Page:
Isaac Asimov – science fiction writer
Isaac Asimov is an American science fiction writer of Russian origin. He wrote over 500 books. Terminology used in his books rooted in the English language.
You know, he was the winner of the Hugo and Nebula Awards (awarded annually to works of science fiction literature).
Asimov, Arthur Clarke and Robert Heinlein are The Big Three of Science Fiction writers.
Asimov’s predictions, made more than 50 years ago
50 years ago renowned science-fiction writer published a story in The New York Times. In the story there were predictions for how the world would look like in 2014. To tell the truth, many of his predictions are correct.
Here are some of them:
1. “Humanity will seriously suffer from boredom. It will have serious mental, emotional and sociological implications. Psychiatry will be undoubtedly the most important medical specialty in 2014”.
2. “People will continue to be separated from nature to create an environment that is more suited to them”.
3. “Kitchen equipment, that will automatically cook food, heat water and turn it into a coffee, boil eggs and make scrambled eggs, will be designed”.
4. “Robots are not very common and not so good in 2014, but they exist”.
5. “There will be machines with robotic brains”.
6. “People will communicate through the picture and sound (Skype). The screen can be used not only to see the person you are calling, but also to study the documents, photos and read excerpts from books”.
7. “In 2014 the world population will reach 6.5 million people”.
8. “The devices won’t have electrical wires”.
9. “At the World Exhibition in 2014 3D TVs will be presented”.
10. “In some parts of the world average life expectancy will reach 85 years”.
11. “Computer Science will be the basis of the educational process in schools”.
Asimov was born on January 2, 1920 in Smolensk region, Russia, into the family of millers. When Isaac was three years old, the family moved to Brooklyn, where they opened their sweet shop. 5-year-old boy entered school, and at the age of 15 he was admitted to college and then to the Columbia University in New York.
At the age of 11 Asimov already started writing a book about the adventures of two boys.
His first story The Prisoner of Vesta was published in 1939.
In 1941 the story Nightfall was published and 27 years later it was recognized as the best ever written fiction story by the American Association of sci-fi writers.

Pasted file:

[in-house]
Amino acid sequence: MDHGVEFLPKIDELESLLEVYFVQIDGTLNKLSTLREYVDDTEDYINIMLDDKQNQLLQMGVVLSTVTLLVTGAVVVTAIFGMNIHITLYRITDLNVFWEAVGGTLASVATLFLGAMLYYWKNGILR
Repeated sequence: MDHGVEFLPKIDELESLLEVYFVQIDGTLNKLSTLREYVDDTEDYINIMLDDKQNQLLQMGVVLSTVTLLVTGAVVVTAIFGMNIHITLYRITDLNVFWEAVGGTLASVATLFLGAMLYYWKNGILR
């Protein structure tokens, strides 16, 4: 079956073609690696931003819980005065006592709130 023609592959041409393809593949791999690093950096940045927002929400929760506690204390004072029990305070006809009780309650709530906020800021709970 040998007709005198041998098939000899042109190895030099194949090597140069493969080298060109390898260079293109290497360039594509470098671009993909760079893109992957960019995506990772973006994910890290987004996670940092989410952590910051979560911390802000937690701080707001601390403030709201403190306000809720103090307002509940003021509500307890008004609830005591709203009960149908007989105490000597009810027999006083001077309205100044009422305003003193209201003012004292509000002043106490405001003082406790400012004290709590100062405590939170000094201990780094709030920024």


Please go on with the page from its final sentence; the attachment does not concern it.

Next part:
Asimov introduced the concept of robotics as a science and formulated three laws:
– A robot may not injure a human being or, through inaction, allow a human being to come to harm.
– A robot must obey the orders given to it by human beings, except where such orders would conflict with the First Law.
– A robot must protect its own existence as long as such protection does not conflict with the First or Second Law.
A collection of short stories titled I, Robot brought him worldwide fame.
Asimov was the founder of the Skeptic Organizations in the USA.
In 1945 Isaac served in the army and then became a teacher.
Besides, Asimov successfully wrote science fiction detectives. One of his best detective novels is The Caves of Steel.
At the peak of his writing career, Asimov wrote a non-fiction book for teens The Chemistry Of Life.
His three favorite stories were The Last Question, The Bicentennial Man and The Ugly Little Boy. And his favorite novel was The Gods Themselves.
At the end of 70s Asimov was very popular and he became the first writer, who appeared in commercials on television.
Moreover, in 1984, the American Humanist Association (AHA) named him the Humanist of the Year. He was one of the signers of the Humanist Manifesto.
Asimov died of heart and kidney failure at the age of 72. Nine years before his death, during heart surgery, he was infected with HIV, which grew into AIDS. The death of Asimov shocked the fans, who inherited books of the great writer.
Isaac Clarke, the main character of the game Dead Space, was named in honor of Isaac Asimov and Arthur C. Clarke.
In 1942, on St. Valentine’s Day Asimov met his first wife Gertrude Blugerman. They had son David and daughter Robyn Joan. In 1970 the couple divorced and Asimov began to live with psychiatrist Janet Opal Jeppson, whom he met in 1959. Asimov and Jeppson got married in 1973, but the couple didn’t have children.